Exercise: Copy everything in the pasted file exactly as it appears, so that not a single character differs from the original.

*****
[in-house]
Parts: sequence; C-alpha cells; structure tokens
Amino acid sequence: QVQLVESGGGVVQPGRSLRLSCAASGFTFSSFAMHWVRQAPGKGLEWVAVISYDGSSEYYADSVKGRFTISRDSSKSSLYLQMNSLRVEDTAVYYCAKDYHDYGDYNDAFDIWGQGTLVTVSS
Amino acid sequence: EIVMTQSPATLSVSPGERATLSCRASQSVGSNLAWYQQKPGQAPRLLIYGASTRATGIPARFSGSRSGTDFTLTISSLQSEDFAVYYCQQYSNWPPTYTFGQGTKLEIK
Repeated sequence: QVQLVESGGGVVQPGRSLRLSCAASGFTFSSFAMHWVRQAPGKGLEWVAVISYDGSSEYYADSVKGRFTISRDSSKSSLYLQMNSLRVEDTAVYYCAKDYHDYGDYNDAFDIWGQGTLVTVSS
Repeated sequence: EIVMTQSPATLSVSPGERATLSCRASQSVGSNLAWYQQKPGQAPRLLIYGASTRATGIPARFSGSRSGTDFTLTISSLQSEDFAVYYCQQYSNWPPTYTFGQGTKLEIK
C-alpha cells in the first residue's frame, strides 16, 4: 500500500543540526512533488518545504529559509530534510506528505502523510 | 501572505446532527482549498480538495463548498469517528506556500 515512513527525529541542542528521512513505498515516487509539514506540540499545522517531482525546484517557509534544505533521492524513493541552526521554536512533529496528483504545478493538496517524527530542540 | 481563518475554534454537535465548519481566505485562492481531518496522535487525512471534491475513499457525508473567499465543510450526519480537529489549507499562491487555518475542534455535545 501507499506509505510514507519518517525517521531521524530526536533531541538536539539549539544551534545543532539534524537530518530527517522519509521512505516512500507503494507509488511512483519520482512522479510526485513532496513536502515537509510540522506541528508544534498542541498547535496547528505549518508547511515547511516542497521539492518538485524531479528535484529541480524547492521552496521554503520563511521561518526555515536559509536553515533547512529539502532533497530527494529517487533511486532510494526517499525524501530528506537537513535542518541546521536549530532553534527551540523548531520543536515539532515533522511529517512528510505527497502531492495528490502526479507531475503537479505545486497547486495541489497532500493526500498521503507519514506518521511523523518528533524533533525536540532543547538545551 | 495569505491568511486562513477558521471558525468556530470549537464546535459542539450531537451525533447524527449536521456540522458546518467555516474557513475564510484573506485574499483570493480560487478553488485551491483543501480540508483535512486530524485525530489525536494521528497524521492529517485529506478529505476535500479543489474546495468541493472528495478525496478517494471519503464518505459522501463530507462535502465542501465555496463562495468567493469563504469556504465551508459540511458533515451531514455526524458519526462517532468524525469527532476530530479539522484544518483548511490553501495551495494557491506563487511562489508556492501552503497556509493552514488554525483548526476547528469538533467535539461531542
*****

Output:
[in-house]
Parts: sequence; C-alpha cells; structure tokens
Amino acid sequence: QVQLVESGGGVVQPGRSLRLSCAASGFTFSSFAMHWVRQAPGKGLEWVAVISYDGSSEYYADSVKGRFTISRDSSKSSLYLQMNSLRVEDTAVYYCAKDYHDYGDYNDAFDIWGQGTLVTVSS
Amino acid sequence: EIVMTQSPATLSVSPGERATLSCRASQSVGSNLAWYQQKPGQAPRLLIYGASTRATGIPARFSGSRSGTDFTLTISSLQSEDFAVYYCQQYSNWPPTYTFGQGTKLEIK
Repeated sequence: QVQLVESGGGVVQPGRSLRLSCAASGFTFSSFAMHWVRQAPGKGLEWVAVISYDGSSEYYADSVKGRFTISRDSSKSSLYLQMNSLRVEDTAVYYCAKDYHDYGDYNDAFDIWGQGTLVTVSS
Repeated sequence: EIVMTQSPATLSVSPGERATLSCRASQSVGSNLAWYQQKPGQAPRLLIYGASTRATGIPARFSGSRSGTDFTLTISSLQSEDFAVYYCQQYSNWPPTYTFGQGTKLEIK
C-alpha cells in the first residue's frame, strides 16, 4: 500500500543540526512533488518545504529559509530534510506528505502523510 | 501572505446532527482549498480538495463548498469517528506556500 515512513527525529541542542528521512513505498515516487509539514506540540499545522517531482525546484517557509534544505533521492524513493541552526521554536512533529496528483504545478493538496517524527530542540 | 481563518475554534454537535465548519481566505485562492481531518496522535487525512471534491475513499457525508473567499465543510450526519480537529489549507499562491487555518475542534455535545 501507499506509505510514507519518517525517521531521524530526536533531541538536539539549539544551534545543532539534524537530518530527517522519509521512505516512500507503494507509488511512483519520482512522479510526485513532496513536502515537509510540522506541528508544534498542541498547535496547528505549518508547511515547511516542497521539492518538485524531479528535484529541480524547492521552496521554503520563511521561518526555515536559509536553515533547512529539502532533497530527494529517487533511486532510494526517499525524501530528506537537513535542518541546521536549530532553534527551540523548531520543536515539532515533522511529517512528510505527497502531492495528490502526479507531475503537479505545486497547486495541489497532500493526500498521503507519514506518521511523523518528533524533533525536540532543547538545551 | 495569505491568511486562513477558521471558525468556530470549537464546535459542539450531537451525533447524527449536521456540522458546518467555516474557513475564510484573506485574499483570493480560487478553488485551491483543501480540508483535512486530524485525530489525536494521528497524521492529517485529506478529505476535500479543489474546495468541493472528495478525496478517494471519503464518505459522501463530507462535502465542501465555496463562495468567493469563504469556504465551508459540511458533515451531514455526524458519526462517532468524525469527532476530530479539522484544518483548511490553501495551495494557491506563487511562489508556492501552503497556509493552514488554525483548526476547528469538533467535539461531542